Peter Rachman became known as Britain’s most notorious landlord. He acquired many slum properties in the north London suburbs, particularly around the Notting Hill area, which in the 50s and 60s did not have the hip and trendy image portrayed today. His policy was to acquire tenanted buildings. He used violence to evict sitting tenants so he could fill squalid properties with immigrant families from the West Indies who, without anywhere else to go, were crammed into tiny flats at extortionate rents because of the colour bar, which prevented them from renting anywhere else.
Rachman’s name is so synonymous with bad housing that is included in English dictionaries: Rachmanism: ’Landlords buying up slums to fill with immigrants at extortionate rents; named after Peter Rachman, a notorious racketeering landlord in Notting Hill in the 1950s and 1960s’.
His infamy came about largely by accident. At the time of his death in 1962, he was not widely known outside of Notting Hill. It was only during the Profumo affair, a year later, that his name started making the headlines. His mistresses included Mandy Rice-Davies, and who owned the infamous mews house in Marylebone, where she and Christine Keeler entertained their clients.
The call girls made the front pages, but it was his treatment of his other tenants that made Rachman notorious. As details of his seedy property empire emerged, the call for legislation to outlaw such practices became unstoppable. Ben Parkin MP for North Paddington, is perhaps best known for his diligent efforts to expose the activities of Rachman and other notorious landlords. He coined the phrase ’Rachmanism’. Rent controls had been relaxed by the Tory government in 1957, with the effect that, when a sitting tenant moved out, the landlord could hike the rent as much as he liked. All one had to do was get rid of the sitting tenant. When one group of Rachman’s tenants in Bayswater refused to be persuaded, the roof of their flat was stripped off, once the former, protected tenants had gone, Rachman had the new ones at his mercy. Rachman, was himself an immigrant, the son of a Jewish dentist, he was born in Poland in 1920. He escaped the Nazis, but spent a horrific time in a Russian labour camp before fleeing to England.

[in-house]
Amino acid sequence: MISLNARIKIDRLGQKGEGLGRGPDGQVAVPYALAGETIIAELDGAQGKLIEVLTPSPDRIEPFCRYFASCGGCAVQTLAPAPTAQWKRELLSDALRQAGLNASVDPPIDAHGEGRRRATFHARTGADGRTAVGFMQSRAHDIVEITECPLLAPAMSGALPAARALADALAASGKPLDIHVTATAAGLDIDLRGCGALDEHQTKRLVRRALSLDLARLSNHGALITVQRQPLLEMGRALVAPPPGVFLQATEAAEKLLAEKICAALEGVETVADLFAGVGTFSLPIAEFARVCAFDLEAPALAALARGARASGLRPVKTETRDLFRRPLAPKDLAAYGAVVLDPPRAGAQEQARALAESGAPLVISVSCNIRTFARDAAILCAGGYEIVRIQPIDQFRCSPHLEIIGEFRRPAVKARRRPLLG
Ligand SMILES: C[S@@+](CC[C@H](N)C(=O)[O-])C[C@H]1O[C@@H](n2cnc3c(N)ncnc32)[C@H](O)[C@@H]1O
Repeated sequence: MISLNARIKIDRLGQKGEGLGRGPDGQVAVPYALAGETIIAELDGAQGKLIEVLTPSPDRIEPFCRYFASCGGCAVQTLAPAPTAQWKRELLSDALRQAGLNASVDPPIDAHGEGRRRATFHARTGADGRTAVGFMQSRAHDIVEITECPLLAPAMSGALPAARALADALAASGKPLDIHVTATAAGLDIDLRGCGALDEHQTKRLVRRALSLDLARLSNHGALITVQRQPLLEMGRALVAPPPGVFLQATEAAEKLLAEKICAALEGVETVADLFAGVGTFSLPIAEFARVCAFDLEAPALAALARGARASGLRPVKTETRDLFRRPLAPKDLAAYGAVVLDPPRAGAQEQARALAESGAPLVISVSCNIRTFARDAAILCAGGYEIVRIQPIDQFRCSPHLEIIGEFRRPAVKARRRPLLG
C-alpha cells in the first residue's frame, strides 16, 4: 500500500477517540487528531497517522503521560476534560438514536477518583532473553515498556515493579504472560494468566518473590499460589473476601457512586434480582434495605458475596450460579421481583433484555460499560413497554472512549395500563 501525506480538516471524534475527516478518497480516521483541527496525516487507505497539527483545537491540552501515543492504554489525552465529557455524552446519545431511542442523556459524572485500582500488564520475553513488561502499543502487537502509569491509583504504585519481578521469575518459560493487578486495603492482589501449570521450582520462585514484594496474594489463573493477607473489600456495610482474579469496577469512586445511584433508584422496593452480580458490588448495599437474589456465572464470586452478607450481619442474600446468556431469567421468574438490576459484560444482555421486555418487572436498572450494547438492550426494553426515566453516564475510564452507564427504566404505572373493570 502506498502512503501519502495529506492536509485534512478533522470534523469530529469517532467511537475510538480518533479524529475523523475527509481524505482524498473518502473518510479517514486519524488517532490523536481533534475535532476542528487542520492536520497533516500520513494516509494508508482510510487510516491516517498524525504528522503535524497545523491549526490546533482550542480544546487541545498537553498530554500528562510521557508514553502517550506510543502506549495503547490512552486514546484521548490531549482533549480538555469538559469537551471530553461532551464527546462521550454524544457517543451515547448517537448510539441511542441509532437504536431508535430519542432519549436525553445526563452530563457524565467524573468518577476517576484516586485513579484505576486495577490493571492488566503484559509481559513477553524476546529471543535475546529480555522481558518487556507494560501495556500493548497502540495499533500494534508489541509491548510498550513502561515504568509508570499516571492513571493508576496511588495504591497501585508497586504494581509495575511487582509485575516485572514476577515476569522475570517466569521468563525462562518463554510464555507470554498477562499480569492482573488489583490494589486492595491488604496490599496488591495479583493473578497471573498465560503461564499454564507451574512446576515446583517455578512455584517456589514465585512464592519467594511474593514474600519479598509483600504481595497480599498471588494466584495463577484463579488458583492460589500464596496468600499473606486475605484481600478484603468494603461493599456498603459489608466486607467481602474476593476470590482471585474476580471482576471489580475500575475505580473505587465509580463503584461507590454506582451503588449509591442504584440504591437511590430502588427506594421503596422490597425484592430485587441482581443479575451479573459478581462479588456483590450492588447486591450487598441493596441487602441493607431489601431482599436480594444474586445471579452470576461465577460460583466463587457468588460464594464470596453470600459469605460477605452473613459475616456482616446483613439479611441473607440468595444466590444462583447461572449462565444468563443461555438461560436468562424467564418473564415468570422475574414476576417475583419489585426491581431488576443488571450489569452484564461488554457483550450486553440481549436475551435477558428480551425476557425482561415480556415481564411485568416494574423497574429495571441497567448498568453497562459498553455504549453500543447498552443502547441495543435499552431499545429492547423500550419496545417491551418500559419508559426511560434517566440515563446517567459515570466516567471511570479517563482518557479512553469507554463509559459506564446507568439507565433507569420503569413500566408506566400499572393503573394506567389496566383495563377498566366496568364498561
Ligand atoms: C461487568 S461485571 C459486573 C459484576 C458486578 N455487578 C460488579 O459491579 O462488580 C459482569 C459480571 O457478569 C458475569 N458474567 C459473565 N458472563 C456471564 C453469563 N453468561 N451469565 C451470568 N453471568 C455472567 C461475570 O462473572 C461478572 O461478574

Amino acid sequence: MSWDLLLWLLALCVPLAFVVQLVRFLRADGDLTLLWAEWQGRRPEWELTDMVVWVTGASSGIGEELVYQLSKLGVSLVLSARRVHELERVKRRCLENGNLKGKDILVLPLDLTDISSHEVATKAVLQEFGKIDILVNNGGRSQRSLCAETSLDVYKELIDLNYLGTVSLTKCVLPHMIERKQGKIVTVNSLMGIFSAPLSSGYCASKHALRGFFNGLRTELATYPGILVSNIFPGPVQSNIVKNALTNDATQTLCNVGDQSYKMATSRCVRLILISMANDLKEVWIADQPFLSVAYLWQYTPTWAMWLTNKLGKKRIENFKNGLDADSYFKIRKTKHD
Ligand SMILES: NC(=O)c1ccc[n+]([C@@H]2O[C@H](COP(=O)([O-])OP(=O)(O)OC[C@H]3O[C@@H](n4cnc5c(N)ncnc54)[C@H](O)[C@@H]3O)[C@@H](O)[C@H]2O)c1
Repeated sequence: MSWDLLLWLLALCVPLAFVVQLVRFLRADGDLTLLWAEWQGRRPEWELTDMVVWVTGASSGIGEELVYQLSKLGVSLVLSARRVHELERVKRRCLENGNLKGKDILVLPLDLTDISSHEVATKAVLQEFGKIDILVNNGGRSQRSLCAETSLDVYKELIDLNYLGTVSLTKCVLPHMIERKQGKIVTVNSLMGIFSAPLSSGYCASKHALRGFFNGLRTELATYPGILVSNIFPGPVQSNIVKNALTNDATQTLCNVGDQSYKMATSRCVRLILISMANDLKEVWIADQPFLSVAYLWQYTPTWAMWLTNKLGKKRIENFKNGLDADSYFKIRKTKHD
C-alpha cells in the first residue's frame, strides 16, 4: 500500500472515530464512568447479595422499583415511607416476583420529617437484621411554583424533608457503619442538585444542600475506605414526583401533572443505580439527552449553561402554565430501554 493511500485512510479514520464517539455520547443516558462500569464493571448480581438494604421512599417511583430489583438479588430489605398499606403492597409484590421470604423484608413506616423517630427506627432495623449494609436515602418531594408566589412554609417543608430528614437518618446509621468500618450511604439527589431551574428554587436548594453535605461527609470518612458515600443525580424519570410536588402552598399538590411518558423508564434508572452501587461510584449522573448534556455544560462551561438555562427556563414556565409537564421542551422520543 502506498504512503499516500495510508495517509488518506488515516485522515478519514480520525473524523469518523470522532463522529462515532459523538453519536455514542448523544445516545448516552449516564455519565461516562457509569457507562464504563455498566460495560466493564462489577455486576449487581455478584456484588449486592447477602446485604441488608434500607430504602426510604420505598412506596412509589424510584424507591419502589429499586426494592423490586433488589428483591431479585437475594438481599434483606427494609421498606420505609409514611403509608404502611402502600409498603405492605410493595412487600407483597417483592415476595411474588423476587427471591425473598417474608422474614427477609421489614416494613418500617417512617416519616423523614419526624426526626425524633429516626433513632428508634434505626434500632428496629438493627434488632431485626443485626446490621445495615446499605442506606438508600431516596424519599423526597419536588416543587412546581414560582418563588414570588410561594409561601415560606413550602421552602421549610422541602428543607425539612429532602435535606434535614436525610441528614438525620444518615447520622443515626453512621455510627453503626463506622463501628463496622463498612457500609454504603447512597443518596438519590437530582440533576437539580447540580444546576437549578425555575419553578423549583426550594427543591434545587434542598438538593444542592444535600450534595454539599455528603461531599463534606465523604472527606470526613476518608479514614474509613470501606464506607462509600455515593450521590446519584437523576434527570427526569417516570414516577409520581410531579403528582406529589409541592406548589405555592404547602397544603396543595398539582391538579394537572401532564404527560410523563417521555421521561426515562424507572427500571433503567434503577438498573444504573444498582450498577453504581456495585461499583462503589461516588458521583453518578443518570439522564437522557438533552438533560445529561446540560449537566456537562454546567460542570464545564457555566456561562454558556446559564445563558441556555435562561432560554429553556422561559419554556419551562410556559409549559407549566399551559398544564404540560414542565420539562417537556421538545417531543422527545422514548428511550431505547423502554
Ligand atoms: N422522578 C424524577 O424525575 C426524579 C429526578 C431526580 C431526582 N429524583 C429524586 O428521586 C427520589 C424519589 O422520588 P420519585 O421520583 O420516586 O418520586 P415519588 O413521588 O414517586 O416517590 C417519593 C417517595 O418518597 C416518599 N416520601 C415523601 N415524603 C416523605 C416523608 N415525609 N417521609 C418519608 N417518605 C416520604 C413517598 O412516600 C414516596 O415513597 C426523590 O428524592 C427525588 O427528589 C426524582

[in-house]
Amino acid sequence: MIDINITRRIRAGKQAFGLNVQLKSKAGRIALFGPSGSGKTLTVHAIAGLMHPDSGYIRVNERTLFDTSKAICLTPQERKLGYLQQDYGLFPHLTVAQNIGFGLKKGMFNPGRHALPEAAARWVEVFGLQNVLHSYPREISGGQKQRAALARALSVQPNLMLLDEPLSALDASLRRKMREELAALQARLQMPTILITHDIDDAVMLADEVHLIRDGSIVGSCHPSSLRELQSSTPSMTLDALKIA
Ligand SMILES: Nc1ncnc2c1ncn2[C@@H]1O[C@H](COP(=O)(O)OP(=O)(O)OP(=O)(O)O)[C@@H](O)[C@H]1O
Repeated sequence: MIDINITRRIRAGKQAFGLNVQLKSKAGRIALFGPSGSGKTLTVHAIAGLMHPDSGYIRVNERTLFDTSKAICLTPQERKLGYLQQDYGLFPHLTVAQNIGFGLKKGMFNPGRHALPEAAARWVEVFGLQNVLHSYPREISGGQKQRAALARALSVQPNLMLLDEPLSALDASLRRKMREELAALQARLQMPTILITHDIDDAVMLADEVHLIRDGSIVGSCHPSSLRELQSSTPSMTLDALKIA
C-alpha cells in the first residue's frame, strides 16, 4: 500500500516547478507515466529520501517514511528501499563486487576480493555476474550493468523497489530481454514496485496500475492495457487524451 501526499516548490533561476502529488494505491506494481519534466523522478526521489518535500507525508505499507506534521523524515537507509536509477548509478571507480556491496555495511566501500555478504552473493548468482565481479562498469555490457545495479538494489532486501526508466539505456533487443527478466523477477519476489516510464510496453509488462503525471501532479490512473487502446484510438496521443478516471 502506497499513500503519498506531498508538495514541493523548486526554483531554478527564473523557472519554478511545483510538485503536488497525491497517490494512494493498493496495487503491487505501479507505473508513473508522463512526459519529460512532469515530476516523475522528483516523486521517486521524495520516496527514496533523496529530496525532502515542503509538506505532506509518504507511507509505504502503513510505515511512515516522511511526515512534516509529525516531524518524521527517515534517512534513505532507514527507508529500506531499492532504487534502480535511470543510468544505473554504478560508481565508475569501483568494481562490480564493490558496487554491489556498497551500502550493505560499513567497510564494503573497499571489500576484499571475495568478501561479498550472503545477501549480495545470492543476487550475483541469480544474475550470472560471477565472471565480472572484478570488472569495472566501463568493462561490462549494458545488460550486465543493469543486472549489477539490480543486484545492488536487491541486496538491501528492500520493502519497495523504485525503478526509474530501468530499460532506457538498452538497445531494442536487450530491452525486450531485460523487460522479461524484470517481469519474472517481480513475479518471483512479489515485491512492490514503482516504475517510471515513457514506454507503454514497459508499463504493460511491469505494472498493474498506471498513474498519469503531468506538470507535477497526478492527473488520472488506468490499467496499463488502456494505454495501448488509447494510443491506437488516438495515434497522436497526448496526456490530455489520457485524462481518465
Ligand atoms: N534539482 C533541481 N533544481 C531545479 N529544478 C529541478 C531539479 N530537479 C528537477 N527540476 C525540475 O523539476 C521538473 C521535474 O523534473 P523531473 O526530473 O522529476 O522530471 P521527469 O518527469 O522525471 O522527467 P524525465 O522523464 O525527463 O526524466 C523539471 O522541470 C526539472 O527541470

The first property he bought was an eight-room house, just off the Harrow Road. He paid £ 1,000 for it and quickly showed a profit from his tenants. From there, he moved into property in Paddington, Bayswater and North Kensington. At the height of his operations, he owned about 100 mansion blocks in west London. He also built up a string of night clubs to indulge his passion for women and gambling.
Ronnie Kray the Eastend gangster learned about Rachman and decided to milk him. One night, Ronnie and a bunch of his pals, crashed a party Rachman was giving in Soho. After a bit of minor terrorism, Rachman agreed to pay protection money to Ronnie to prevent ’trouble’ arising among his rent collectors and enforcers. Rachman paid his first instalment to Ronnie via a cheque, which bounced, and then he disappeared when Ronnie came searching for him. Sure enough, trouble began in Notting Hill. Rachman’s rent collectors were beaten up and his enforcers became victims of worse enforcers. As Reggie once commented, “His rent collectors were big, but our boys were bigger.” His empire was in danger of disintegrating but Rachman was a clever man, who well understood the mentality of someone like Ronnie. He realised that once he started paying protection, it would never stop. He needed to offer a big carrot, one that would get him off the hook for good.
Rachman was connected to people who were aware of a man called Stefan de Faye who owned a gaming club called Esmeralda’s Barn in Wilton Place, which was a fashionable street running off Knightsbridge. Rachman, ’sold’ Esmeralda’s Barn to the Kray brothers.
Rachman’s own home in Hampstead was furnished in a lavish, Louis XV style, the house became the venue for decadent parties and a byword for conspicuous consumption. He owned six cars; his wife was given a red Jaguar, his mistress a white one. There was nothing retiring about this landlord. When he had pocketed his rent, he would drive around the capital in a white sharkskin suit and hand-stitched crocodile shoes, usually with a fat cigar in his mouth.
A mythology grew up after his death in 1962, as details of his property empire became public. One story suggested that he had not died and that his death certificate had been forged, leading to questions in Parliament. Hard evidence to prove he was alive, or to back up tales of his violent rent-collecting methods proved hard to come by.
He could be generous as well as unscrupulous and, despite his infamous reputation, never lacked for defenders among his tenants. In the words of one, a taxi-driver in Notting Hill: “He gave us somewhere to live when most English people did not want blacks anywhere.”